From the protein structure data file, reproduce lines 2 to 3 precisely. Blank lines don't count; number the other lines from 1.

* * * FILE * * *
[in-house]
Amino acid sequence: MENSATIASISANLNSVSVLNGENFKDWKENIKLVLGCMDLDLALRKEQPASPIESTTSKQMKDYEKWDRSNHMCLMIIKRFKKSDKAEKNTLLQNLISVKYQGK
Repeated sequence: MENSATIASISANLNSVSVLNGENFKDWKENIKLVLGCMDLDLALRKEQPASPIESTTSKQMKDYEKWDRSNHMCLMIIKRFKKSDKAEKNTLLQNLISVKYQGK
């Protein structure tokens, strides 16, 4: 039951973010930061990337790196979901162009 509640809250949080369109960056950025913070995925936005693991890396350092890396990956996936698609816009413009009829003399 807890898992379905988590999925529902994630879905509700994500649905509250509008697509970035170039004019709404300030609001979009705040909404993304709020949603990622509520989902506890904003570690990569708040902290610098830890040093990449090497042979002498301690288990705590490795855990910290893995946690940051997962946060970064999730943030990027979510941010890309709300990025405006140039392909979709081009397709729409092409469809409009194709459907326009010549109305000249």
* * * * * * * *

Amino acid sequence: MENSATIASISANLNSVSVLNGENFKDWKENIKLVLGCMDLDLALRKEQPASPIESTTSKQMKDYEKWDRSNHMCLMIIKRFKKSDKAEKNTLLQNLISVKYQGK
Repeated sequence: MENSATIASISANLNSVSVLNGENFKDWKENIKLVLGCMDLDLALRKEQPASPIESTTSKQMKDYEKWDRSNHMCLMIIKRFKKSDKAEKNTLLQNLISVKYQGK